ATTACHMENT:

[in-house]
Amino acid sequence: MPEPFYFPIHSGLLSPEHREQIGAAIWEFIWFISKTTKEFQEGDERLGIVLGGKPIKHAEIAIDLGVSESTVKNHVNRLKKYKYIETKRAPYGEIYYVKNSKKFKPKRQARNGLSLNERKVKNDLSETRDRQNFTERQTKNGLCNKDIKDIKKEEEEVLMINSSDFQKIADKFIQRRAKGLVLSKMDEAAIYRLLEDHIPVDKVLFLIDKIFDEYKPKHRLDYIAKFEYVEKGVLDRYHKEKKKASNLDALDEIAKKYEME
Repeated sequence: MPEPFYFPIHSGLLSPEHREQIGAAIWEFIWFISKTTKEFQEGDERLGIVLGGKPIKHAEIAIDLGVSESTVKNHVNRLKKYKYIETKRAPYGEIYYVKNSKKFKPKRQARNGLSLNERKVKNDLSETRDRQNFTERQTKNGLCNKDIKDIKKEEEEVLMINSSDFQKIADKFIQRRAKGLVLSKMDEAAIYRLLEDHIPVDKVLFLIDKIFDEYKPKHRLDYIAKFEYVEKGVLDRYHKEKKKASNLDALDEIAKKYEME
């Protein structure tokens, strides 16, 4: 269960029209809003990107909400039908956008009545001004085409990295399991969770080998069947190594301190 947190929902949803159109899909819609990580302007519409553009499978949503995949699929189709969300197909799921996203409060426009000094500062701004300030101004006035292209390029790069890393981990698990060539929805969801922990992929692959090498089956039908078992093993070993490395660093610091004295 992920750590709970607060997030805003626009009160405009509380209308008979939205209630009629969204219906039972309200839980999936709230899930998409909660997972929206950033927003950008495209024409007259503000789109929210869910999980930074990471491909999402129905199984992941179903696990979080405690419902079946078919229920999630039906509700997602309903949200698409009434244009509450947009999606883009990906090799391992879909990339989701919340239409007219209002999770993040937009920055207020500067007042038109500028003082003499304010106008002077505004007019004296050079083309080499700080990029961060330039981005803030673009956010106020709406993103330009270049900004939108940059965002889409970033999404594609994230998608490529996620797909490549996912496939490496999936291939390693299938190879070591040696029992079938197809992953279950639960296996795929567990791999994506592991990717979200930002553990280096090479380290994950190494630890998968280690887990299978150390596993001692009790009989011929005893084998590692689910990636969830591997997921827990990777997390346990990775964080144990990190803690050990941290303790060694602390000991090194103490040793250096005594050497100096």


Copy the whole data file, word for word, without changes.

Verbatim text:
[in-house]
Amino acid sequence: MPEPFYFPIHSGLLSPEHREQIGAAIWEFIWFISKTTKEFQEGDERLGIVLGGKPIKHAEIAIDLGVSESTVKNHVNRLKKYKYIETKRAPYGEIYYVKNSKKFKPKRQARNGLSLNERKVKNDLSETRDRQNFTERQTKNGLCNKDIKDIKKEEEEVLMINSSDFQKIADKFIQRRAKGLVLSKMDEAAIYRLLEDHIPVDKVLFLIDKIFDEYKPKHRLDYIAKFEYVEKGVLDRYHKEKKKASNLDALDEIAKKYEME
Repeated sequence: MPEPFYFPIHSGLLSPEHREQIGAAIWEFIWFISKTTKEFQEGDERLGIVLGGKPIKHAEIAIDLGVSESTVKNHVNRLKKYKYIETKRAPYGEIYYVKNSKKFKPKRQARNGLSLNERKVKNDLSETRDRQNFTERQTKNGLCNKDIKDIKKEEEEVLMINSSDFQKIADKFIQRRAKGLVLSKMDEAAIYRLLEDHIPVDKVLFLIDKIFDEYKPKHRLDYIAKFEYVEKGVLDRYHKEKKKASNLDALDEIAKKYEME
């Protein structure tokens, strides 16, 4: 269960029209809003990107909400039908956008009545001004085409990295399991969770080998069947190594301190 947190929902949803159109899909819609990580302007519409553009499978949503995949699929189709969300197909799921996203409060426009000094500062701004300030101004006035292209390029790069890393981990698990060539929805969801922990992929692959090498089956039908078992093993070993490395660093610091004295 992920750590709970607060997030805003626009009160405009509380209308008979939205209630009629969204219906039972309200839980999936709230899930998409909660997972929206950033927003950008495209024409007259503000789109929210869910999980930074990471491909999402129905199984992941179903696990979080405690419902079946078919229920999630039906509700997602309903949200698409009434244009509450947009999606883009990906090799391992879909990339989701919340239409007219209002999770993040937009920055207020500067007042038109500028003082003499304010106008002077505004007019004296050079083309080499700080990029961060330039981005803030673009956010106020709406993103330009270049900004939108940059965002889409970033999404594609994230998608490529996620797909490549996912496939490496999936291939390693299938190879070591040696029992079938197809992953279950639960296996795929567990791999994506592991990717979200930002553990280096090479380290994950190494630890998968280690887990299978150390596993001692009790009989011929005893084998590692689910990636969830591997997921827990990777997390346990990775964080144990990190803690050990941290303790060694602390000991090194103490040793250096005594050497100096």